analytical-bioanalytical-techniques-quantitative-model

Figure 6: Comparison between the PLS loading 1 of NIR quantitative model for ceftriaxone sodium(new model) with the spectrum of the amorphous (a) and 100% crystalline (b) ceftriaxone sodium (FD+VN).

Crystallinity of samples Original model which calibration set only containing crystalline form[17 ] New model which calibration set containing amorphous and crystalline forms
Prediction content (%,mg/mg) Content difference with true (HPLC 82.9%) Prediction content (%,mg/mg) Content difference with true (HPLC 82.9%)
0% 35.1 47.8 81.4 1.5
10% 40.7 42.2 79.7 3.2
20% 47.1 35.8 81.5 1.4
30% 51.6 31.4 82.0 0.9
40% 56.1 26.8 80.8 2.1
50% 60.9 22.0 81.5 1.4
60% 65.4 17.5 81.6 1.3
70% 69.9 13.0 82.3 0.6
80% 73.0 9.9 81.9 1.0
90% 77.3 5.6 82.6 0.3
100% 81.6 1.3 82.6 0.3
Mean (%) 59.9 23.0 81.6 1.3
RMSEP (%) 27.2 1.5

Table 8: The NIR Prediction results of ceftriaxone sodium with different crystallinity by models constructed from different calibration sets.

Figure 7 compares the PLS loading 1 of NIR quantitative model (the calibration set was composed of samples of amorphous and crystalline form) for cefoperazone sodium [15] and the spectra of the amorphous and crystalline forms of cefoperazone sodium, respectively. It also showed good correlation. The conclusions of section crystallinity of samples and the methods to remove this effect were again confirmed.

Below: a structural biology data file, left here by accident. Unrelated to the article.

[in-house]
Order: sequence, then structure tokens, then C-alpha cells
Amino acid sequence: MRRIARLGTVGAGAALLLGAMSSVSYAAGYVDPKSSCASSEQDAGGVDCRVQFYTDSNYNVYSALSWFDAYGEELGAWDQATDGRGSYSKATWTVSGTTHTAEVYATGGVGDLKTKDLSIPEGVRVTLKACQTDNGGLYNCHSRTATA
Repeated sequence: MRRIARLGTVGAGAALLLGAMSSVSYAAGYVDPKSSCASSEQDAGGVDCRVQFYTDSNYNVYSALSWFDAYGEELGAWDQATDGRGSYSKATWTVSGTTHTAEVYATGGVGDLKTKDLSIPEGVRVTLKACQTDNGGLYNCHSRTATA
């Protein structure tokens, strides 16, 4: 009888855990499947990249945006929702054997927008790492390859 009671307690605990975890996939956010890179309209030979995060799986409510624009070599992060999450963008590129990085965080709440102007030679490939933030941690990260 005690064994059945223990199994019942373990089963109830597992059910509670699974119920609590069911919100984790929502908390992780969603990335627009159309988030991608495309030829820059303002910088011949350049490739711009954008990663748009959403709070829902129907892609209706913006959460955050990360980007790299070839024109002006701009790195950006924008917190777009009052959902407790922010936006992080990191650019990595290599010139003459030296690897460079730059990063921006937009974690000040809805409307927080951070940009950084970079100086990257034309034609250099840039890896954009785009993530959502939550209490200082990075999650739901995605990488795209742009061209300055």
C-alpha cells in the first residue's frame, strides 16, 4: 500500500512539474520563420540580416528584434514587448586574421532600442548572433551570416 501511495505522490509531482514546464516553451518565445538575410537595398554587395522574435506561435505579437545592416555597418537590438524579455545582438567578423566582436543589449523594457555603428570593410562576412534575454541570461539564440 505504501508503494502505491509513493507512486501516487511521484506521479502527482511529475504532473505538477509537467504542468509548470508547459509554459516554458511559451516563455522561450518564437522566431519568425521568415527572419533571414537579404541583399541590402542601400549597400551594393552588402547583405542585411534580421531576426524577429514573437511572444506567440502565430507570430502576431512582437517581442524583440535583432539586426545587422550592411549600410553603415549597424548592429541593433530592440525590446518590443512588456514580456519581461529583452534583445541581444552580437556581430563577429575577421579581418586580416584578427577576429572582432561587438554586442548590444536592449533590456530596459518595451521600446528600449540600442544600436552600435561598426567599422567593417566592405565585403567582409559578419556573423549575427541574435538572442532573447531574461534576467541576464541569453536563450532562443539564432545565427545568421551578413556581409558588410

analytical-bioanalytical-techniques-cefoperazone-sodium

Figure 7: Comparison between the PLS loading 1 of NIR quantitative model for cefoperazone sodium with the spectrum of the amorphous (a) and crystalline (b) cefoperazone sodium (FD+VN).

Conclusion

This paper discussed three main factors (wrapper, particle size and crystalline of sample) that interfere with the ability to universally apply a quantitative model of drug analysis to powers used for injection. The effects from wrapper and particle size could be removed with proper spectral preprocessing methods, though some methods are better than others. If FD+VN is applied, it can remove the effects of wrapper and particle size simultaneously. Thus, FD+VN is the preferred spectral preprocessing method of analyzing powders for injection. The effects of crystallinity cannot be removed with spectral preprocessing methods, but they can be reduced by choosing the proper calibration set containing a variety of crystallinities, selecting the proper principle component, and using a PLS technique. However, how to reduce the impact of powder compaction and the combination impact are not involved in this study. Further studies about them are needed in our future work.